A study suggests children who live close to an AM radio transmission tower may have an elevated risk of leukemia.
“South Korean researchers found that children who lived within 2 kilometers (about 1-1/4 miles) of an AM radio transmitter were twice as likely to develop lymphocytic leukemia as children who lived more than 20 kilometers (approximately 12-1/2 miles) away,” Reuters Health reported.
“There was no such link found for childhood brain cancer or any cancer in babies, according to the researchers, led by Dr. Mina Ha of Dankook University College of Medicine.”
The findings are published in the American Journal of Epidemiology. According to Reuters, they “add to the conflicting body of research on electromagnetic fields (EMFs) and cancer,” which are emitted by a variety of sources including transmission systems.
The researchers took measurements of electric and magnetic fields surrounding AM transmission towers in various areas of South Korea and used a mathematical model to estimate residents’ exposure to radiation from the towers, Reuters reported summarizing the journal report.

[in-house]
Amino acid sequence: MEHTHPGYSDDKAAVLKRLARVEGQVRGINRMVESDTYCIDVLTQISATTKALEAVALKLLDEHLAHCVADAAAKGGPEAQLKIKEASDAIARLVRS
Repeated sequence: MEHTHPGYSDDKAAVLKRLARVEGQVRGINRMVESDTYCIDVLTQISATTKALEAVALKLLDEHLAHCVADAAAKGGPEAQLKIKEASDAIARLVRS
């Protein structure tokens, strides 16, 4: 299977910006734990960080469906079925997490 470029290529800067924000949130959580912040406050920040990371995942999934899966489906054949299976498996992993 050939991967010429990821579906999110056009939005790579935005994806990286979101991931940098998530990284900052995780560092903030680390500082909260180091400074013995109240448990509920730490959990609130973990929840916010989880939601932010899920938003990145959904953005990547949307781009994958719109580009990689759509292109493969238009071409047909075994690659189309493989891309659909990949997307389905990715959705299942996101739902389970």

“The study included 1,928 children with leukemia, 956 with brain cancer and 3,082 healthy children. Ha’s team found, children who lived less than two miles from a radio tower were twice as likely to have lymphocytic leukemia than those who lived more than a dozen miles away.
“Similarly, when the researchers looked at estimated exposure to radiation from the towers, children with the least exposure had the lowest leukemia risk. The risk for 39 percent higher for those with intermediate exposure, and 59 percent greater for those with the highest exposure.”
The scientists feel this suggests “a possible carcinogenic effect” of energy from AM radio towers but said more research is needed to confirm the findings.